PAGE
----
4 Comments on “James Parker on the Iris Robinson Controversy

  1. Peter,
    clicking ‘play’ doesn’t work for me – i get a pop up saying file not found…
    in friendship, Blair

  2. Peter,
    thanks for mentioning it came from the BBC. Found the Nolan Show podcast where it comes from – it was Wednesday 11th’s edition – and have just listened.
    I’m not sure what to make of James and his story to be honest. I read his chapter in God, Gays and the Church and he echoed that once or twice during his interview with Stephen Nolan. For instance, his comment that a majority of same-sex attracted men have been sexually abused. Stephen Nolan challenged him on this and he quoted a statistic (75% of gay-identified men have had sexual contact with another man when under 18, I think) which doesn’t back up his contention. He says this his chapter in the book too (“The majority of same-sex strugglers, I have since come to learn, have been sexually abused”, p31) but again does not back it up.
    …OK. I don’t want to try a demolition job. I think I went on quite long enough on the ‘Church and State’ thread. I want to try and find a ‘voice’ to respond, without simply going into self-righteous rant mode. As I say, I’m not sure how to respond to James’s story. One of the other things I find difficult about this, is that the stories of gays and ex-gays (if you’ll allow those terms a moment) are in many ways so similar. I’ve never been abused but have and have had my own struggles with masculinity – but no orientation change as I’ve said before. There’s probably more points James made that could be challenged, but I’ll leave off there.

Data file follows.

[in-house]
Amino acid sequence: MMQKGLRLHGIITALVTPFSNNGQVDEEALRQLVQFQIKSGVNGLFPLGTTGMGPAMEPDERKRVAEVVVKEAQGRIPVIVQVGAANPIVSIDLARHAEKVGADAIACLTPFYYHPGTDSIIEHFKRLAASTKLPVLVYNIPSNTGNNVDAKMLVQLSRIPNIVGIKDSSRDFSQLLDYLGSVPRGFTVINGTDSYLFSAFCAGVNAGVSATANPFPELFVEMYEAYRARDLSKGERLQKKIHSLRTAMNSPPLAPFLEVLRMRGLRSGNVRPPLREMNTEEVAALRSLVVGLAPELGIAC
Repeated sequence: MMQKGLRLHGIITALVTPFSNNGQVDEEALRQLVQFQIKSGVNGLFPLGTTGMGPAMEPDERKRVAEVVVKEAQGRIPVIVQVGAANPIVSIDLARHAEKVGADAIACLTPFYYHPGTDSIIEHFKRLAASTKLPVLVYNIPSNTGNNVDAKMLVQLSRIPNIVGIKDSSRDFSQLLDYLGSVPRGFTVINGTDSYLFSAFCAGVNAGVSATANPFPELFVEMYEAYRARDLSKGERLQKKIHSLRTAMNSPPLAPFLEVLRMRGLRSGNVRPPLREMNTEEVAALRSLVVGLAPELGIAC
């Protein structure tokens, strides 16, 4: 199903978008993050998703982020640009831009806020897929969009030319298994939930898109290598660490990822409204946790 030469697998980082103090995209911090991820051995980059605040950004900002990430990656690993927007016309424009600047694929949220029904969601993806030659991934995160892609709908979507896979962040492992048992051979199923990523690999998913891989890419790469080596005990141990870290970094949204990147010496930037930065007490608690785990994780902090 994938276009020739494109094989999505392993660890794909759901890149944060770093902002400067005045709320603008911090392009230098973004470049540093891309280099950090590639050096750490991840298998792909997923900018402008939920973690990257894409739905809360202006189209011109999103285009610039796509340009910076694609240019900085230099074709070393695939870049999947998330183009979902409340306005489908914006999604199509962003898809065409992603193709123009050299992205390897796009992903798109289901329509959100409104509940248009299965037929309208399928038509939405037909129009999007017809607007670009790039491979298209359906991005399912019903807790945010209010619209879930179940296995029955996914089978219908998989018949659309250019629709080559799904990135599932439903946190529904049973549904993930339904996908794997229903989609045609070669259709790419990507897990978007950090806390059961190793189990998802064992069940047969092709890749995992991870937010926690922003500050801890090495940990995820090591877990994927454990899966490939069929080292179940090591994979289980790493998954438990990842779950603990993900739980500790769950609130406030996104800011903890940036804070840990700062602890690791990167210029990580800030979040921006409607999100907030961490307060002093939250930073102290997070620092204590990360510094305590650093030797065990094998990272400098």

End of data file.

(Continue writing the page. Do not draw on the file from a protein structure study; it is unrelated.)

in friendship, Blair

  3. I appreciate James saying that his story is unique but a listen to it reminds me of the typical reparative narrative. The other thing that always strikes me in hearing these narratives is how adult language is imposed on childhood recollections. For instance, Mr. Parker says he did not have a deep heart to heart connection with peers in the early developmental stages of his life. However, not having these connections seems entirely normal and expected. Young children have superficial relationships, at least as compared to adult relationships. How can it be otherwise? Young children cannot go visit their friends when they want to, they cannot spend long hours sharing masculinity. His descriptions seem to be theory talking and not how people talk who have not been influenced by a narrative imposed from outside. It also seems to assume that straight guys have some kind of optimal experience as children.

    The sexual abuse statistic is probably not sexual abuse at all. As Nolan points out, using 18 as a cutoff renders the label “sexual abuse” suspicious. Surely, straight kids who engage in consensual sex prior to 18 would not be considered abused. Gay kids are abused more often but the events are often after they become aware of SSA. The best representative studies in the US do not find much effect from sexual abuse on the whole. For people who suffer it, it no doubt creates trauma that should be addressed. No one disputes that. However, it is misleading to quote a 75% figure in the same breath as “sexual abuse.”

    Peter, I listened to this by going to the Nolan website. For some reason, it is not playing from your site.

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